With GDPR coming into picture, banks have to revalidate customer data. They need to outline the purpose for collecting the data from the customer and get their explicit consent if they intend to target offers and campaigns at them. Further, another condition of GDPR is the right to be forgotten – meaning the customer needs to know the period beyond which his data will be deleted. The vendors on whom the bank depends for getting customer data or external data stores also need to adhere to these norms.
What this means is that the marketing database will be fine-tuned for each campaign. Banks will need to ensure that they filter the customer data only to include what is relevant for customers. Taking a closer look at the existing data set will help in removing the noise and only have the right audience open to receiving inputs. The scale of customer information will definitely reduce, however on the positive side, the available information is much more accurate. This way the marketing campaigns are more streamlined, focused and also command higher response rate since you are marketing to an audience that has opted in to your message knowingly. In short, the campaigns are sharper and success rates are higher.
Artificial intelligence (AI) for better customer experience
AI is increasingly finding use across marketing initiatives by augmenting/enriching customer insights. However, it depends heavily on data to draw the right understanding of the customer. The sources providing customer data are diverse ranging from website behaviour to biometric information. Validation of these data sources and ensuring they are in line with the GDPR guidelines is paramount.
AI plays a key role in enabling decisions regarding the creditworthiness of a person for eligibility for loans, dynamic pricing and applying credit limits. Prior to GDPR, such data was not restricted by customer consent and hence could be used by a bank to approve or reject a customer application. With the customer consent being a crucial part of GDPR, usage of data in arriving at such creditworthiness decisions need to be validated by customer. Hence, the bank needs to ensure that data stores and external vendors providing this information to the AI systems are GDPR compliant.
Increasingly we are also finding many banks using biometric systems for bettering customer experience. BBVA has already launched facial recognition payment systems. Right now the bank has limited this feature to its restaurants and customer consent is taken prior to pushing any promotional offers to them. Going forward, with multiple banks embarking on such initiatives as well as RFID and location based systems, customer consent in sending the right offers based on their preference will be crucial. The bank will need to justify how customer data is being used: is it being used only for access to their banking systems, or is it being used by the bank’s partner merchant establishments to detect when a person arrives at their outlet? The questions are many. While in the short run, these might prove to be a dampener to AI adoption, but in the long run it will help in making such systems more accurate and constantly updated.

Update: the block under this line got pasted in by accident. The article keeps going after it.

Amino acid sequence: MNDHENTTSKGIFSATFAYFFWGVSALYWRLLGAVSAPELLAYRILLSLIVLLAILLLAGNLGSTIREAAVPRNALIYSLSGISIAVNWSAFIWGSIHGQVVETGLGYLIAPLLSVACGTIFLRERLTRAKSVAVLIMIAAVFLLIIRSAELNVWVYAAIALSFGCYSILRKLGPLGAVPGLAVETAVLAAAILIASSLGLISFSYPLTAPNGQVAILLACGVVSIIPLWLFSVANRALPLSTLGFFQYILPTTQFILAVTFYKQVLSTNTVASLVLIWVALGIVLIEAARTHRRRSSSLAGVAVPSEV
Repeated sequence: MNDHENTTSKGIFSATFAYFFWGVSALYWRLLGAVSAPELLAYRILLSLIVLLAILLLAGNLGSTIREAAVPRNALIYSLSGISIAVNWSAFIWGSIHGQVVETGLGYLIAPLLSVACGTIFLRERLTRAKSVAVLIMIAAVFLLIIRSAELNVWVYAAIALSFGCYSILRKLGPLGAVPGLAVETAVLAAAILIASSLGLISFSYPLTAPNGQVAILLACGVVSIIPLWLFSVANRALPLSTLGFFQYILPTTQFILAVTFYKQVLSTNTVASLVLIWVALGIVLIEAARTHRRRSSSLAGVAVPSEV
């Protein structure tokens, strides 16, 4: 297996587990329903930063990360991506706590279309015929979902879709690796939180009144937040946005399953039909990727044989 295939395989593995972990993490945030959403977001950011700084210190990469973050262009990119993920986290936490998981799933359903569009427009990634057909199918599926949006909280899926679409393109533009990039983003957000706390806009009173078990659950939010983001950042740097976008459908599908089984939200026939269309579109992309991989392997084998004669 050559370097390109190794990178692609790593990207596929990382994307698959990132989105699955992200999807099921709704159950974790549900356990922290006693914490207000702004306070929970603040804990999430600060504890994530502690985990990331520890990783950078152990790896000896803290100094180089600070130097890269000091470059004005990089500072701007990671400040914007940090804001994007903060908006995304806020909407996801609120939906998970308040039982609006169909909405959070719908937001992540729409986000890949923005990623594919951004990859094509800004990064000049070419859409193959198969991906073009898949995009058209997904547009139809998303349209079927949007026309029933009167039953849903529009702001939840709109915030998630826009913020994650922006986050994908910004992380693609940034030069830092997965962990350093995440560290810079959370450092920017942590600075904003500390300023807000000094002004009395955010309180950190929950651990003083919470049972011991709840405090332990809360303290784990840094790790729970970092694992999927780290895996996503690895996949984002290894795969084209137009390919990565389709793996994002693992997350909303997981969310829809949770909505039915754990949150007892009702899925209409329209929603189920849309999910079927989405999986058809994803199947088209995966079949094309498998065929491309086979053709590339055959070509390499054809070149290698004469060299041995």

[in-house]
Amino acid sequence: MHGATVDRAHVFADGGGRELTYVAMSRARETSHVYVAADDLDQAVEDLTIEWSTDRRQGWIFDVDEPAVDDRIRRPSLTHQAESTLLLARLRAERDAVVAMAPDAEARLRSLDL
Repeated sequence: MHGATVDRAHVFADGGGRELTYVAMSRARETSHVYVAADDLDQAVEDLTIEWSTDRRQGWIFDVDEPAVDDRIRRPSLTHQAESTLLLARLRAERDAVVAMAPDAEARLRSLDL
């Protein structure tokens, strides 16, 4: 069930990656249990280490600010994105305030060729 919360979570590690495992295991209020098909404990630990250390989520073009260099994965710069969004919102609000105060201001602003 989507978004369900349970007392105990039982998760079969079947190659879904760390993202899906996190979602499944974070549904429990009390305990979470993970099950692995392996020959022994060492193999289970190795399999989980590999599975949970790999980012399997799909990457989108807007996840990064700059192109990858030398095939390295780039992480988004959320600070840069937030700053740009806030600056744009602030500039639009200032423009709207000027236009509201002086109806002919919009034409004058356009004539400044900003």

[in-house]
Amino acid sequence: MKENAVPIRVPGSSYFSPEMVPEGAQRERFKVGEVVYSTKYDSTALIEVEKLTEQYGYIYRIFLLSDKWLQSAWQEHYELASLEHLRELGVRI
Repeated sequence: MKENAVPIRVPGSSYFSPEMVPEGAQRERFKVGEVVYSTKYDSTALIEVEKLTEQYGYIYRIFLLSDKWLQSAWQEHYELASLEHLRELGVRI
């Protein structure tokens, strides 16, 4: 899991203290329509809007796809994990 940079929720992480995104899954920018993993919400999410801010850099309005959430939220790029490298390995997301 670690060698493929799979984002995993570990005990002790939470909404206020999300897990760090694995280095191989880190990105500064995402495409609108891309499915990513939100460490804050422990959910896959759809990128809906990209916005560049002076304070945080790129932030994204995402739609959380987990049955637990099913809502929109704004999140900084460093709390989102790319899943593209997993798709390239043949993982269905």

Customer insights serve as the lifeline for all marketing campaigns, be it targeted ads, focused email campaigns, telephone campaigns or personalised customer experience. A February 2018 Hubspot research paper showcased that only 36% of marketers were aware of GDPR. It does not mean that GDPR might be the end of traditional marketing campaigns as we know it, on the contrary it enables marketers to create effective target marketing strategies and campaigns for users that directly engage with the bank. Customers are definitely are open to exchange data for a more personalised experience, banks just need to ensure that the data is put to good use. Although GDPR poses substantial challenge to financial institutions on gathering customer insights, it has given them an opportunity to be better at customer engagement initiatives.